Home for Critical Thinking
RSS | ATOM

Relations

UN concerns of U.S. police brutality

Written By Kenneth Brooks on 12-03-2014 | in Freedom, Critical Thinking, Democracy, Race, Government,

The United Nations’ anti-torture panel reported concerns with United States domestic policy with a high incidence of police brutality and shooting—especially against unarmed “African-Americans” and Latinos. Other concerns were growing militarization of policing activities, racial profiling and harsh conditions in many prisons. The panel expressed those concerns during its investigation of U.S. compliance with 1984 Convention against Torture and Other Cruel, Inhuman or Degrading Treatment.

In perfect timing, former New York City Mayor Rudy Giuliani proved the basis of the panels concerns with remarks that tried to justify the need for brutal domestic policy based on racial profiling.  He said on national television the police killing of unarmed 18-year-old Michael Brown by Ferguson, Missouri police officer Darren Wilson was the exception that does not exemplify a larger national problem. He said people should be protesting the bigger problem that “93 percent of blacks are killed by other blacks.” Giuliani and many other Americans ask, “What about the poor black child that is killed by the other black child? Why aren’t you protesting that?” They make this deceitfully indirect appeal to racism believing wrongly that it cancels charges of police brutality based on racial profiling.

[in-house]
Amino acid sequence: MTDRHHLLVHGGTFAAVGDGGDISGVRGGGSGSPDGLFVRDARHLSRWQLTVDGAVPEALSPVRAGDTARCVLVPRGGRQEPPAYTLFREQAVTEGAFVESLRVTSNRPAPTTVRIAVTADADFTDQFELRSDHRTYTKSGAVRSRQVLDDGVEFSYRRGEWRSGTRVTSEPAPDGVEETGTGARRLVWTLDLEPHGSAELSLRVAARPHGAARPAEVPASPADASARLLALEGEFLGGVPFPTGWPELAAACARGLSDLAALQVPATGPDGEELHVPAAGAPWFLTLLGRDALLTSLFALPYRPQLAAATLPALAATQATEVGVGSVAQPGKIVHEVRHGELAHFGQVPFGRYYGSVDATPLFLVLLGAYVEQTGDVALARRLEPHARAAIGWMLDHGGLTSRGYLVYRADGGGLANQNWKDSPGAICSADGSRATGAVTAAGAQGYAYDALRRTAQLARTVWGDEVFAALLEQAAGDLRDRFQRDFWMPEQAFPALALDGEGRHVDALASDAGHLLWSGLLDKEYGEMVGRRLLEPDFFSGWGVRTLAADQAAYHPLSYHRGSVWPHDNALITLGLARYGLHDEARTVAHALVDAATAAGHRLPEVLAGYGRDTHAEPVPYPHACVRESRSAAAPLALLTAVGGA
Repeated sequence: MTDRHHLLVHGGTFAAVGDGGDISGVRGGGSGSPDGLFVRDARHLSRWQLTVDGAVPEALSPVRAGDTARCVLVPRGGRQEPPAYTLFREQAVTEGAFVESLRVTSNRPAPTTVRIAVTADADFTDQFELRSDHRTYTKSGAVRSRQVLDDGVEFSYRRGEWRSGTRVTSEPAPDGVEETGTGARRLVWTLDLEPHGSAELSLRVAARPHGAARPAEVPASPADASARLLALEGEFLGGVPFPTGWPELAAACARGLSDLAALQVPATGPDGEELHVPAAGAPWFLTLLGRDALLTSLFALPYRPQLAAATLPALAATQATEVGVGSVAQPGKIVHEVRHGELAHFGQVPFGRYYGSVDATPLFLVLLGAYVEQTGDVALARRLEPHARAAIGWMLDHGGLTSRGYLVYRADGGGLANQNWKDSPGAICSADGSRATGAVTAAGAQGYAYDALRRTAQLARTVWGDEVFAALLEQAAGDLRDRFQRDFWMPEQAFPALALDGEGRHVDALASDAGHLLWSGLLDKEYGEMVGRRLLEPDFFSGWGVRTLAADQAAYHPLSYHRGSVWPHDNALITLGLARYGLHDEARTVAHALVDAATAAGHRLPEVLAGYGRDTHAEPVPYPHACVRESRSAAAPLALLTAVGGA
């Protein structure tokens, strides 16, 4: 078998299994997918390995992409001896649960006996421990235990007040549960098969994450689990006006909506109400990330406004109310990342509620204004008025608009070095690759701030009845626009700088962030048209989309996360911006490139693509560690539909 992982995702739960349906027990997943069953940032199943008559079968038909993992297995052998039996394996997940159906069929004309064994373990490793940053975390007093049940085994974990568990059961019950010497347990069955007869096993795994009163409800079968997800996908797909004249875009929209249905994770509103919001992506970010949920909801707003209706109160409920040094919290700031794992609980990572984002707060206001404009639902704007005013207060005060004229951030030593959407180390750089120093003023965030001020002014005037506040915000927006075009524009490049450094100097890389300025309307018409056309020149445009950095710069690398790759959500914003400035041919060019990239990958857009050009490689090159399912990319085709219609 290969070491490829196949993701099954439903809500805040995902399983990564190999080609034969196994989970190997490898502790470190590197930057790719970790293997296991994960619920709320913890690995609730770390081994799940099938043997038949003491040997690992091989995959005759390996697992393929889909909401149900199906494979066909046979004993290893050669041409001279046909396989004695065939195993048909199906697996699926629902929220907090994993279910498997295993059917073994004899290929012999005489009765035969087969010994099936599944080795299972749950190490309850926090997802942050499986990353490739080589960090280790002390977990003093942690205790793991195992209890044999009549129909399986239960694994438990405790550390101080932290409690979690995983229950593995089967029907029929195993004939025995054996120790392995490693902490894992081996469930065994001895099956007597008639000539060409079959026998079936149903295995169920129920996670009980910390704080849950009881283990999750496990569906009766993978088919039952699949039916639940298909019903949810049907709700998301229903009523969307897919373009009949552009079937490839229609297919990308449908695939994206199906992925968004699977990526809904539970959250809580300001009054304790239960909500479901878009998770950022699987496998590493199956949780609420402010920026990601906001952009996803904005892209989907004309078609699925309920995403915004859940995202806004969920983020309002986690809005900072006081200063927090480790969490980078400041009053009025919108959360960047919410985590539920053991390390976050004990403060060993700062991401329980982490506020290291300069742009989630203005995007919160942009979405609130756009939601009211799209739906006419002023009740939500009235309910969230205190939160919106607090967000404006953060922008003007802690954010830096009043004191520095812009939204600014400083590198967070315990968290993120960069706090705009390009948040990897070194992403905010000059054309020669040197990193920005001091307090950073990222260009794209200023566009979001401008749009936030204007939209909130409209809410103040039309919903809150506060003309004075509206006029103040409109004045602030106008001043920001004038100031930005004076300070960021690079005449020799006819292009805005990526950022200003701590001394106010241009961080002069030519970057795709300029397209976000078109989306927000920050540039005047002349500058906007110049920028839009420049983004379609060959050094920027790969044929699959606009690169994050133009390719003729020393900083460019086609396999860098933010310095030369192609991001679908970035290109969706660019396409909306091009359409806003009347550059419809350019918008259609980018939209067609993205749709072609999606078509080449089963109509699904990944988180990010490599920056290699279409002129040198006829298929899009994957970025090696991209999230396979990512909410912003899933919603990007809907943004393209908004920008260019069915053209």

The American Declaration of Independence and United Nations’ Universal Declaration of Human Rights (UDHR) recognize “the inherent dignity and of the equal and inalienable rights of all members of the human family is the foundation of freedom, justice and peace in the world. In the Constitution, the American people ceded limited authority to government to protect the general welfare. Only someone ignorant of those facts would ask flippantly why the people do not express the same concern for the killing of one child by another they do for police killings.

Americans have special concerns about police fatal shootings of civilians, because police officers kill in the name and authority of the people and not as individuals. To whom would the people protest over the killing of one person by another since they did not grant this power to the killer?